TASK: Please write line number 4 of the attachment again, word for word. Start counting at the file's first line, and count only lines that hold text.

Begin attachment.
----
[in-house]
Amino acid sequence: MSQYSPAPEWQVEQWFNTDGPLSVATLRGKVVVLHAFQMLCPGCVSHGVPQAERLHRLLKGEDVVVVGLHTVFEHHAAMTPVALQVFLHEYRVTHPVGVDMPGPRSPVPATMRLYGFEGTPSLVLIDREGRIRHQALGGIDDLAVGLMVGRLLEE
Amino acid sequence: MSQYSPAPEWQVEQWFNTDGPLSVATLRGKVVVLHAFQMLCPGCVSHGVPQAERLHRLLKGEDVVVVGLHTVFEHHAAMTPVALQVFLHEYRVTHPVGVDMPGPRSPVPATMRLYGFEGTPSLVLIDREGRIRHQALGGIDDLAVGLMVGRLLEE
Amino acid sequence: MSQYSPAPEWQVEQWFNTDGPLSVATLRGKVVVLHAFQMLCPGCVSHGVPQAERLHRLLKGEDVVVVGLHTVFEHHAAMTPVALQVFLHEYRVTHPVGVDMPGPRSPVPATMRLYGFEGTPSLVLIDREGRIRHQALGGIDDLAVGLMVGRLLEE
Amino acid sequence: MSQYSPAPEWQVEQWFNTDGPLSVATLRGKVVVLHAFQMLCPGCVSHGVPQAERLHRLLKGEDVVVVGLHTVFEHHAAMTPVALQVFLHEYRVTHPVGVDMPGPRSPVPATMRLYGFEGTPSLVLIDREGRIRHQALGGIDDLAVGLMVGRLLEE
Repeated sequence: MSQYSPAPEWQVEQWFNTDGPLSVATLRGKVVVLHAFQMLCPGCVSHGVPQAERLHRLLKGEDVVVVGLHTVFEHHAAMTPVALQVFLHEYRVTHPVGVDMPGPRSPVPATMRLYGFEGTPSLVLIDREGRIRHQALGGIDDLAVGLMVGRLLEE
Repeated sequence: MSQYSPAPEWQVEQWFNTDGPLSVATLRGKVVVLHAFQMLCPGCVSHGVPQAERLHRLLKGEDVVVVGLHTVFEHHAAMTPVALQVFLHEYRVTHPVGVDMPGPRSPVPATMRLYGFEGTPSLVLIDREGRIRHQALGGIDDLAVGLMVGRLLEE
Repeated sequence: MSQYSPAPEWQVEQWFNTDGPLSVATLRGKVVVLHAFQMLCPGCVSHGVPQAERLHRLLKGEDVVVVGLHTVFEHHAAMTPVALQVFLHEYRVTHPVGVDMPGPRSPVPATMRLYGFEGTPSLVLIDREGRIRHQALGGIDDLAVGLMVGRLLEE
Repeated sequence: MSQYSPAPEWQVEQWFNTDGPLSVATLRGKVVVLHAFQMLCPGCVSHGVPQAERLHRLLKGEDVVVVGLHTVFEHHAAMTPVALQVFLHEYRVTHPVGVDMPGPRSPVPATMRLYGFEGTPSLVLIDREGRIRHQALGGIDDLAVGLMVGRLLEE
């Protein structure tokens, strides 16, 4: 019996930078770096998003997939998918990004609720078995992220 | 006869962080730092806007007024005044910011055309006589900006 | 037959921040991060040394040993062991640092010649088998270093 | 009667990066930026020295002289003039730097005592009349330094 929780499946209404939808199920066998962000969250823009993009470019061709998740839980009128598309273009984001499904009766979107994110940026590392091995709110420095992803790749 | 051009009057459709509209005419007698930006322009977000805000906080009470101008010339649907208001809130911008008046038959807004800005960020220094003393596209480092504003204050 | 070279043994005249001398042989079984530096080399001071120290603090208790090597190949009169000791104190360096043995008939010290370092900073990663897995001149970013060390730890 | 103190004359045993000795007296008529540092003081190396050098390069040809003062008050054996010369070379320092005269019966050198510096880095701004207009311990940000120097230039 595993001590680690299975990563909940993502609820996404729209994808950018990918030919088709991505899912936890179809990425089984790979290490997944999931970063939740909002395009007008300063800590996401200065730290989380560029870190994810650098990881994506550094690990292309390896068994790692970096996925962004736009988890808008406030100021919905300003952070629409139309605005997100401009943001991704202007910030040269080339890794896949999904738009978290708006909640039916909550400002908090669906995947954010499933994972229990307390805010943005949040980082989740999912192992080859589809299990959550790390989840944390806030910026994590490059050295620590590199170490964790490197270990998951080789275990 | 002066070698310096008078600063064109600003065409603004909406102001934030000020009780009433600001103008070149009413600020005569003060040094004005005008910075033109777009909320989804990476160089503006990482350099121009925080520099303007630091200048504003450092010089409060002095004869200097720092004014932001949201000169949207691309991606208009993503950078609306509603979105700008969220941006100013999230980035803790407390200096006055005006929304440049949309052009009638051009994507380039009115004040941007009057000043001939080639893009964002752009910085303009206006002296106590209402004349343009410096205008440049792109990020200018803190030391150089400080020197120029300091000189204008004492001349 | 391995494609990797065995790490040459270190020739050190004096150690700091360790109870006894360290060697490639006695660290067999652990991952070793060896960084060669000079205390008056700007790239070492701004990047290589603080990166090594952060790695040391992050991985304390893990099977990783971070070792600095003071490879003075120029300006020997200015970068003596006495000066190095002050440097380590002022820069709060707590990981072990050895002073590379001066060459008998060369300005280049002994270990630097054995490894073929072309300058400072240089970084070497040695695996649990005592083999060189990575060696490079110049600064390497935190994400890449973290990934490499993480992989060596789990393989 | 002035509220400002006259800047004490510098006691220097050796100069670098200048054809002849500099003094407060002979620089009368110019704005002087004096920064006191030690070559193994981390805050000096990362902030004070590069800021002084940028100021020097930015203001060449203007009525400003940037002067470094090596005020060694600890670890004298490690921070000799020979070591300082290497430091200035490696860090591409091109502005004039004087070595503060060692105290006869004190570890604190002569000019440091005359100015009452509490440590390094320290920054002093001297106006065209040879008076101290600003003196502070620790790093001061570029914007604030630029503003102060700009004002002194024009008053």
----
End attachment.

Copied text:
Amino acid sequence: MSQYSPAPEWQVEQWFNTDGPLSVATLRGKVVVLHAFQMLCPGCVSHGVPQAERLHRLLKGEDVVVVGLHTVFEHHAAMTPVALQVFLHEYRVTHPVGVDMPGPRSPVPATMRLYGFEGTPSLVLIDREGRIRHQALGGIDDLAVGLMVGRLLEE